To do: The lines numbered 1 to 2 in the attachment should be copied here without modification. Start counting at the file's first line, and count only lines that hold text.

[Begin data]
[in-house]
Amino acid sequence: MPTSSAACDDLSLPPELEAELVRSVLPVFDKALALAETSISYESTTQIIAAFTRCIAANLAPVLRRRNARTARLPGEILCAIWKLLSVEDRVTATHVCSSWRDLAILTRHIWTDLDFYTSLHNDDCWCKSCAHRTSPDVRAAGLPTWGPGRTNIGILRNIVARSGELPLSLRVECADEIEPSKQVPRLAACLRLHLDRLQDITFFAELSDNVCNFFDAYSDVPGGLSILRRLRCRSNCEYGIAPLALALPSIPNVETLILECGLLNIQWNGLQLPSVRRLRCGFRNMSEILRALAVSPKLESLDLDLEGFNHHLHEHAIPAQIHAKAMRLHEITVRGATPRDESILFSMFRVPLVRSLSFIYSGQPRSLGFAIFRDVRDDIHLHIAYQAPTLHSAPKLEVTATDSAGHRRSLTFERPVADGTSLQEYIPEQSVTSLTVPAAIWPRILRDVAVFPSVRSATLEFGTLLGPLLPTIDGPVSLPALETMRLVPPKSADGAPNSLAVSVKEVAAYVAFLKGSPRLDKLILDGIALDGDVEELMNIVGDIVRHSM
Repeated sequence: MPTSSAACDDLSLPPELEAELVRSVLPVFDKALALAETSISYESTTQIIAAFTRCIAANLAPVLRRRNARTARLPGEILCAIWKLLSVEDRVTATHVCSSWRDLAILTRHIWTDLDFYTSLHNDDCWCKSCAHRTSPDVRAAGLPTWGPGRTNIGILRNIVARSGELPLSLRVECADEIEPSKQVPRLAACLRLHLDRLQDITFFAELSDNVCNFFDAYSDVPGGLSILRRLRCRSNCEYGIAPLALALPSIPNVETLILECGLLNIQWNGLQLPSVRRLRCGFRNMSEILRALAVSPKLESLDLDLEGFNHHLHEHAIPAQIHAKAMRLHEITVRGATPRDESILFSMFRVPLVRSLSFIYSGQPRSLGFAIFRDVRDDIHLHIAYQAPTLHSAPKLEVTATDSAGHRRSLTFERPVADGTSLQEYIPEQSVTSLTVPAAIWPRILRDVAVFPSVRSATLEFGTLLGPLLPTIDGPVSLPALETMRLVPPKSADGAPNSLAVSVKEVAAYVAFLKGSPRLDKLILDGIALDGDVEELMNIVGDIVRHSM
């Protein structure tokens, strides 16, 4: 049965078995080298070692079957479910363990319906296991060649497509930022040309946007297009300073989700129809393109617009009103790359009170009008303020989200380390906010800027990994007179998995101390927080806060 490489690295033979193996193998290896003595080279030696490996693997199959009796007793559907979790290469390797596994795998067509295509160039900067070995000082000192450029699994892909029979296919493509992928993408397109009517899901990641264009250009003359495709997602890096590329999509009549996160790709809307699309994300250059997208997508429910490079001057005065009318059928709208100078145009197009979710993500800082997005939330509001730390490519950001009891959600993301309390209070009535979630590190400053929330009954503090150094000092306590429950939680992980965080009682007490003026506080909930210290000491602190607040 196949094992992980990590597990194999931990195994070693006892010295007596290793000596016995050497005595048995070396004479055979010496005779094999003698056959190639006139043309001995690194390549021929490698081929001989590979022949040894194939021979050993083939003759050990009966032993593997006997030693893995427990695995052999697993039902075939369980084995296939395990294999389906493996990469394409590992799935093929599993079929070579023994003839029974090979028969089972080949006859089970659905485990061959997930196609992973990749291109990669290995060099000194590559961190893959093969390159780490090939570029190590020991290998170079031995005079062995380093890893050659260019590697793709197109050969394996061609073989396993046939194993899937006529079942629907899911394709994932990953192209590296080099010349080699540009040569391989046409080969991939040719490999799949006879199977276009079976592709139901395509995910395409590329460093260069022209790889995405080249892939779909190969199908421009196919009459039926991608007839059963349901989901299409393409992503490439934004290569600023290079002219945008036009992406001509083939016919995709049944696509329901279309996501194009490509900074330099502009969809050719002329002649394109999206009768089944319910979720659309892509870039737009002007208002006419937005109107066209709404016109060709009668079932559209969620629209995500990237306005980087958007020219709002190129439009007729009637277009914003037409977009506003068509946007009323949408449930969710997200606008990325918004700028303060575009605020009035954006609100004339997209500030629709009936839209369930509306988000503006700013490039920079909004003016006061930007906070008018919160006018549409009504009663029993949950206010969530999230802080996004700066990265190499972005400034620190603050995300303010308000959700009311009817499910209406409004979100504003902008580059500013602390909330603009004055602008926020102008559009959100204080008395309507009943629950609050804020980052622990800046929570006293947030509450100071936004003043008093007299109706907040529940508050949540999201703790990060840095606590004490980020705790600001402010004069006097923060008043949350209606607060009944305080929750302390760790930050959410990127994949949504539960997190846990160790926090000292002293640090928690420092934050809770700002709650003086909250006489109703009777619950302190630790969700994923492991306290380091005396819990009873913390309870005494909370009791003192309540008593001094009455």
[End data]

[in-house]
Amino acid sequence: MPTSSAACDDLSLPPELEAELVRSVLPVFDKALALAETSISYESTTQIIAAFTRCIAANLAPVLRRRNARTARLPGEILCAIWKLLSVEDRVTATHVCSSWRDLAILTRHIWTDLDFYTSLHNDDCWCKSCAHRTSPDVRAAGLPTWGPGRTNIGILRNIVARSGELPLSLRVECADEIEPSKQVPRLAACLRLHLDRLQDITFFAELSDNVCNFFDAYSDVPGGLSILRRLRCRSNCEYGIAPLALALPSIPNVETLILECGLLNIQWNGLQLPSVRRLRCGFRNMSEILRALAVSPKLESLDLDLEGFNHHLHEHAIPAQIHAKAMRLHEITVRGATPRDESILFSMFRVPLVRSLSFIYSGQPRSLGFAIFRDVRDDIHLHIAYQAPTLHSAPKLEVTATDSAGHRRSLTFERPVADGTSLQEYIPEQSVTSLTVPAAIWPRILRDVAVFPSVRSATLEFGTLLGPLLPTIDGPVSLPALETMRLVPPKSADGAPNSLAVSVKEVAAYVAFLKGSPRLDKLILDGIALDGDVEELMNIVGDIVRHSM